Match-making: the Pakistani way

matchmaking-pakistaniBy  M. Amer Morgahi      Migration has its own dynamic of bringing people together in situations or locations where they otherwise might not have thought of. However, migration sometimes also compels people to take certain steps, occasionally out of sheer desperation, otherwise just to make use of new possibilities created.

Such is the case of the match-making event among Pakistanis in Amsterdam in which I participated last week. ‘Pakistanis in Amsterdam’ may sound strange to some ears: are there Pakistanis in Amsterdam? Indeed, there are – and in some thousands in the Randstad. Now when their second generation is already touching their thirties, there are more worries, mostly among Pakistani parents, to speedily find a jor or life partner for their kids. For these parents the economic instability in their home-country, limited options for a cousin-marriage, and varied wishes of kids born and raised in Europe, are making it difficult to bring a bride(groom)from abroad.

When entering the Pakistani restaurant where the match-making event took place in Amsterdam, it were the women of the first generation who were more visible. I came in contact with the organization of the event through a lady who is quite involved within the Pakistani communities. For her it was the first occasion to organize such an event among the Pakistanis. After a couple of meetings the organization developed a plan to structure the event. Through such a structure they wanted to keep a grip on the whole event in order to prevent chaotic situations. As part of this structure they created profiles of the candidates, anonymize their names, thus providing an apparently equal chance to the candidates.

There were more than sixty guests and among them forty forms for registration of candidates were distributed. However, only fifteen forms were returned, nine from guys and six from girls. It showed not only an unequal proportion of the male and female candidates, but it also did not reflect the reality in the hall where more women/girls were present. Obviously, such a poor response made the planning of the organizers ineffective. However, the organizers came with other ideas. They proposed to re-arrange the tables and provided the potential candidates ten minutes each to chat and to know about each other. This speed-dating was a ‘Bollywood inspiration’, in the words of a young organizer. All this was happening under the gaze of the parents.

The poor response of registering with the organizers could be explained through the motives of the people at the occasion. Many parents, mostly women, came via individual networks of the organizers. These women however were also conscious of their privacy, they have their inhibitions about the exact nature of the event, though still anxious about the happening. Thus, one finds a category of women who were serious about the prospects of the event, and they were actively looking for some date for their kids. They had registered themselves, and also brought their kids, mostly daughters, with them.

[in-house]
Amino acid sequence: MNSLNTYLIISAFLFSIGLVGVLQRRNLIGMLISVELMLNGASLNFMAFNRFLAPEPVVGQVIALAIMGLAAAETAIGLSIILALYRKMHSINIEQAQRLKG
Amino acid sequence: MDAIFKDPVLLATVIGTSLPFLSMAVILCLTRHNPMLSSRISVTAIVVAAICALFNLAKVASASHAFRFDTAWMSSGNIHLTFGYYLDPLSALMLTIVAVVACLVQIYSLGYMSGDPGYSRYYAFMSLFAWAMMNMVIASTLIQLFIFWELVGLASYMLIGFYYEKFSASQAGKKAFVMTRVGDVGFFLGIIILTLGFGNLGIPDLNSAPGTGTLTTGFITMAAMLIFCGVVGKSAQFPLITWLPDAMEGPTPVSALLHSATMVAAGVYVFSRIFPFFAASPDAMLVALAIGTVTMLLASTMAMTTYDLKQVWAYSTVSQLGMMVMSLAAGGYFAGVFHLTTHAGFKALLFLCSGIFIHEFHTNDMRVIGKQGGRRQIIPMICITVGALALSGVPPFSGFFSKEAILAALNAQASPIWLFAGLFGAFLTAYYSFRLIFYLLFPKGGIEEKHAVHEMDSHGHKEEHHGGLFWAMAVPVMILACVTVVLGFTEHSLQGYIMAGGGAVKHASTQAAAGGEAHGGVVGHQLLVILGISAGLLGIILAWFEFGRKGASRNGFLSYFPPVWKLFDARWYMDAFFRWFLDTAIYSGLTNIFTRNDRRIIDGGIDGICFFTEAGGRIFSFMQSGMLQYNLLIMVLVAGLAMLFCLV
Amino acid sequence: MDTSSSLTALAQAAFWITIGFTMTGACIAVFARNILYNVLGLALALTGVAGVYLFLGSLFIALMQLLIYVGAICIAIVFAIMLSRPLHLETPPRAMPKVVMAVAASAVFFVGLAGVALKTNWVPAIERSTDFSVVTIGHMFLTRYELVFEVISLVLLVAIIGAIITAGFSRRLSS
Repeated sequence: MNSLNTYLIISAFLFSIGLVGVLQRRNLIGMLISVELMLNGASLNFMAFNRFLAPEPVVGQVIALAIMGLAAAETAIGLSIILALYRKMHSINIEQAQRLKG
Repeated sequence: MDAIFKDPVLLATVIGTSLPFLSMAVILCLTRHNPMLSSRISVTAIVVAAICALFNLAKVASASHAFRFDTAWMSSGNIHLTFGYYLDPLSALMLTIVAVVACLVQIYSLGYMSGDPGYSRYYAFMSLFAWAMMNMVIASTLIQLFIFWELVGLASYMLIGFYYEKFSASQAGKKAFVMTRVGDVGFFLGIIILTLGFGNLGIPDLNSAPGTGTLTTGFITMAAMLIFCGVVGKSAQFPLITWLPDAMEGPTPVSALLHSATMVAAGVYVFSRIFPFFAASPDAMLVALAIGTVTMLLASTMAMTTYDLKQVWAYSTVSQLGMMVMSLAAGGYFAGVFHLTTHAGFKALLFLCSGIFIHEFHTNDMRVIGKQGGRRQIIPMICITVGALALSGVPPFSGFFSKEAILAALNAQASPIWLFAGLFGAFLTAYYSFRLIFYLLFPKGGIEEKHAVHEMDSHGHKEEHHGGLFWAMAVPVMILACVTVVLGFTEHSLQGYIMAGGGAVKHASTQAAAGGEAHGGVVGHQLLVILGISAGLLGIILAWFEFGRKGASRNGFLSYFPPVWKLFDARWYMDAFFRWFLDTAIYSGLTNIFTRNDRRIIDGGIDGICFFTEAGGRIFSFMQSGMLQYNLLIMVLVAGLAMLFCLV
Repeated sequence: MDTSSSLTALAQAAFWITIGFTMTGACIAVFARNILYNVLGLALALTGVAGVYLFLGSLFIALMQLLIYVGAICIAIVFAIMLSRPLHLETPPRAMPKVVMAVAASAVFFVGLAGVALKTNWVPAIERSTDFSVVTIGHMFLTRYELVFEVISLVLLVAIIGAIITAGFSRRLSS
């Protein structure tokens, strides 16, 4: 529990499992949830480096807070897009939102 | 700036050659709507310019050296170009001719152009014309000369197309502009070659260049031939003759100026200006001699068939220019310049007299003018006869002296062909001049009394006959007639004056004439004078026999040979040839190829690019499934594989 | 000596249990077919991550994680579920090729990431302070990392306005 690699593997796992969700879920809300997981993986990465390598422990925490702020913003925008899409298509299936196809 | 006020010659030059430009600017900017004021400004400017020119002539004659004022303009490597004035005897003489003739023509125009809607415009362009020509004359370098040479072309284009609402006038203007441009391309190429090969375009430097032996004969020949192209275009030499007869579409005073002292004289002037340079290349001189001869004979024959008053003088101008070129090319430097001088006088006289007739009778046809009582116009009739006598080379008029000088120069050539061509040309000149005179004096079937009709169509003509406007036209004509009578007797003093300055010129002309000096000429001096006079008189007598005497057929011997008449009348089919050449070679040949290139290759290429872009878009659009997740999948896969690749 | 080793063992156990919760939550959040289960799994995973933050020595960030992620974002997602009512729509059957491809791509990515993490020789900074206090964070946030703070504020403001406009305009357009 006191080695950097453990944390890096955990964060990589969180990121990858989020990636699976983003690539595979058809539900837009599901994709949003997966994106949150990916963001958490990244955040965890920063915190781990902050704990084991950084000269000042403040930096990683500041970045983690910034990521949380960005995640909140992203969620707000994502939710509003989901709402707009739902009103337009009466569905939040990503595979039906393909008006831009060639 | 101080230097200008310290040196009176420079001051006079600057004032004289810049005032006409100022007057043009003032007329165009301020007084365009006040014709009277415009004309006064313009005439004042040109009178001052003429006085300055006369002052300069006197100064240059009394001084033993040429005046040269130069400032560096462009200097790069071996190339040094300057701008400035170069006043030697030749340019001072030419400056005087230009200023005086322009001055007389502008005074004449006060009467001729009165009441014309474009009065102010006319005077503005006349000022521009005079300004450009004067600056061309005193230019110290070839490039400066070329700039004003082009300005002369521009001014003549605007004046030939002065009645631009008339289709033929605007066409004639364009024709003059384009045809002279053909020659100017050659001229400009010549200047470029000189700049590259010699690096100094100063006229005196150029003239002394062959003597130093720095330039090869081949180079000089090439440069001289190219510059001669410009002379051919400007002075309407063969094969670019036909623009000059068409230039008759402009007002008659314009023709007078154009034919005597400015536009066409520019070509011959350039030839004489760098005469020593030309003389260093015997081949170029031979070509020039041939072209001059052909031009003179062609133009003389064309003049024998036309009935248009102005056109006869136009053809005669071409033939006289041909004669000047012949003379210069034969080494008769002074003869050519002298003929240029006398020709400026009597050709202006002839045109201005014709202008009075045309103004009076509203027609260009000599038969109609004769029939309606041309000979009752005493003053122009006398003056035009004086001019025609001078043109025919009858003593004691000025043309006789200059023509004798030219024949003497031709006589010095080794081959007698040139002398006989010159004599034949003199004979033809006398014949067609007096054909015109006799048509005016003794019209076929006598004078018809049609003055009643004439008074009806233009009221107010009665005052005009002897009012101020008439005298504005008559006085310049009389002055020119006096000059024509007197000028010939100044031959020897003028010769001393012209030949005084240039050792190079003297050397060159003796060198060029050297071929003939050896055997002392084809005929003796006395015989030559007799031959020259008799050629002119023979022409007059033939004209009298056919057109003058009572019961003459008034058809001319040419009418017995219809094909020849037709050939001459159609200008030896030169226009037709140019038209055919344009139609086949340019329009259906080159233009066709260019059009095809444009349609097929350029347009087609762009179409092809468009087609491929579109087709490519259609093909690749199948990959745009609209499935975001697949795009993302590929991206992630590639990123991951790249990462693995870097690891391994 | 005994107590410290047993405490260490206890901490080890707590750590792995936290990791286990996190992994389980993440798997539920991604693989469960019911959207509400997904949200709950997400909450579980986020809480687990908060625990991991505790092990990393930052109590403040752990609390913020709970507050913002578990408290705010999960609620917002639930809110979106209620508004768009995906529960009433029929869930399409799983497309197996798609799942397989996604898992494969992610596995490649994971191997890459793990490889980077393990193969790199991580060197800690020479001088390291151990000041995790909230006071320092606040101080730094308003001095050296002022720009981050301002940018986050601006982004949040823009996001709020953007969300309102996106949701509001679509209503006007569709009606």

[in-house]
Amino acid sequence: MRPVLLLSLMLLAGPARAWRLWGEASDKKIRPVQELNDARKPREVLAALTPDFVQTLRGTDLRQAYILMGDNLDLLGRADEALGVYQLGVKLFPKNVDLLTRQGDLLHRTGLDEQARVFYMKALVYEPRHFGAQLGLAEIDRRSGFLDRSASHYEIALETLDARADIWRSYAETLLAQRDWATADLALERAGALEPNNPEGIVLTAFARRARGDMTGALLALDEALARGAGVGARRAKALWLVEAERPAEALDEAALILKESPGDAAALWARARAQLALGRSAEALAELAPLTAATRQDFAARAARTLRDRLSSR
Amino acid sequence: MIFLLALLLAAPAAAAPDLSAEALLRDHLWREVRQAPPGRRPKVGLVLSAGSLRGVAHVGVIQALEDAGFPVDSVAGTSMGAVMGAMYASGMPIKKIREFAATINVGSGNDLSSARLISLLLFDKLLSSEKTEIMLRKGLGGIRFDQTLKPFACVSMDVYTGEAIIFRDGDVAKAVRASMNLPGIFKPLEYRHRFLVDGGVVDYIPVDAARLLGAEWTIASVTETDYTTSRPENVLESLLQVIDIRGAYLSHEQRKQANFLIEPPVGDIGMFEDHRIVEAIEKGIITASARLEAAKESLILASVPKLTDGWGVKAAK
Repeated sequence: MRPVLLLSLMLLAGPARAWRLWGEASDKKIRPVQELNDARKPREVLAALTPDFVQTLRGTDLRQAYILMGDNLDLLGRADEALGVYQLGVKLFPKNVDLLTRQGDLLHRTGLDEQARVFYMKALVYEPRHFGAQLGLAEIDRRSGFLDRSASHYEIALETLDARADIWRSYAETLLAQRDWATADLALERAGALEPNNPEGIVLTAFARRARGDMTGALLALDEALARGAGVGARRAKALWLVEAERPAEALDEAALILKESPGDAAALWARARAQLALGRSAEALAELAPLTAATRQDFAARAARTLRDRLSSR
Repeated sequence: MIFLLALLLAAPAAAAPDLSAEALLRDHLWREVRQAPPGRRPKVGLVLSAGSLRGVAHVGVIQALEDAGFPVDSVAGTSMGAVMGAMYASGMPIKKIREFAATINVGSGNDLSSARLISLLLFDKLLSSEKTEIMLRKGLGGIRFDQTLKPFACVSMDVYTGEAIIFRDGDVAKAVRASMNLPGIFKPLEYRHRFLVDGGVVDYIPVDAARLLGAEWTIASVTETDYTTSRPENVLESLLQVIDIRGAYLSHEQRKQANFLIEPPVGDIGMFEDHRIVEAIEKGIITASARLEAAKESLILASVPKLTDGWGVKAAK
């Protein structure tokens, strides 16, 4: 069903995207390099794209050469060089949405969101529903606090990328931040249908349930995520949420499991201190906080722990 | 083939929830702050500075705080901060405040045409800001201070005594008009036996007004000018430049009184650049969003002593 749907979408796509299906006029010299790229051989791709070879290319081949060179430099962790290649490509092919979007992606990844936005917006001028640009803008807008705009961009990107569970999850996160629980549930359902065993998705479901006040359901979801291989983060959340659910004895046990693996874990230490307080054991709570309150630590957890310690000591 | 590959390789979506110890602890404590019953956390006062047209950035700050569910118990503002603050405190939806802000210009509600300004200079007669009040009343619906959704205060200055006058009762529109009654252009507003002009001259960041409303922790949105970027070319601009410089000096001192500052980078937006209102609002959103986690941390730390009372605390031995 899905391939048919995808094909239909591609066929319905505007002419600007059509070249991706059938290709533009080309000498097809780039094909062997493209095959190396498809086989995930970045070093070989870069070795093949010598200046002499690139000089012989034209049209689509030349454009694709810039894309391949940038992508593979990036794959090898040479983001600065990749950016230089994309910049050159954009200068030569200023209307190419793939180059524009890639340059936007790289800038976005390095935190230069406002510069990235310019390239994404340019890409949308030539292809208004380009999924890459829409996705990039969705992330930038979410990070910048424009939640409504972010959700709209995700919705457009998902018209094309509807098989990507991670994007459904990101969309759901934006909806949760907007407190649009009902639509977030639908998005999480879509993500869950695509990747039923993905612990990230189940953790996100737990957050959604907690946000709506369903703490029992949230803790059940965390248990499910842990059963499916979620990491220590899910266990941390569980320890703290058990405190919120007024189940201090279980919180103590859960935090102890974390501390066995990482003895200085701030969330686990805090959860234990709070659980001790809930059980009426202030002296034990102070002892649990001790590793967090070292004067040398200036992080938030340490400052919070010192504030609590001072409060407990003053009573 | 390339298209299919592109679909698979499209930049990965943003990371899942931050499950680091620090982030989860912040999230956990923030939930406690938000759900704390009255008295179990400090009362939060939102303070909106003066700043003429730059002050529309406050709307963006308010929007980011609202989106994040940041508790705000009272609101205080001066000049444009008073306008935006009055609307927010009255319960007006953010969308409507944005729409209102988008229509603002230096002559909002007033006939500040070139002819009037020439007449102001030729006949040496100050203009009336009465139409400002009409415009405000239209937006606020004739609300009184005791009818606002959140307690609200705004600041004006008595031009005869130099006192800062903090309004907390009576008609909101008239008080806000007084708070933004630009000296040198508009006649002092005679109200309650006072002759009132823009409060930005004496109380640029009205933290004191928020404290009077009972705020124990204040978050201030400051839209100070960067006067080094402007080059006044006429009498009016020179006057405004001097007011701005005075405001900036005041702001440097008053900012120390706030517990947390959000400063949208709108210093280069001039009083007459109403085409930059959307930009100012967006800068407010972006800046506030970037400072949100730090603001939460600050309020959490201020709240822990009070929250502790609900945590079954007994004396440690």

Another category of women has registered themselves but they did not bring their kids with them. Perhaps they were not sure about the event to expose their kids, mostly daughters, to it. Others were interested but their kids did not show much interest in the event where ‘those aunties’ were going. While certain parents were not sure about what the organization was going to do with their profiles, they were reluctant to openly express their wishes through such an experiment.

There was another  group of women who just came to see how things will go. It turns out that they did not have kids of a marriageable age, however they were just interested to ‘meet and see’ what the event was all about. For them it could be an occasion of ‘fun’, which was predominantly organized by a network of women.

If the event succeeded in creating new matches and relationships is hard to know, however it did succeed in expressing the hopes and desires of a migrant community that is worried about the future of its next generation. They found themselves in a condition of dislocation, life in an individualized society, and situations of personal uncertainties. They are looking for new bonding where the certainties like ‘cousin-marriages’ are no more an immediate option. The event also gives an impression of the diverse nature of the integration process, as someting that cannot be enclosed through the exclusive boundaries of a community or inclusive structures of integration regimes.

M. Amer Morgahi is finishing his PhD at the Department of Social and Cultural Anthropology, VU Amsterdam. His research interests are Islam in Europe, multicultural issues, Pakistan and Pakistani migrants in Europe. He has written on the war against terror and the politics of names.

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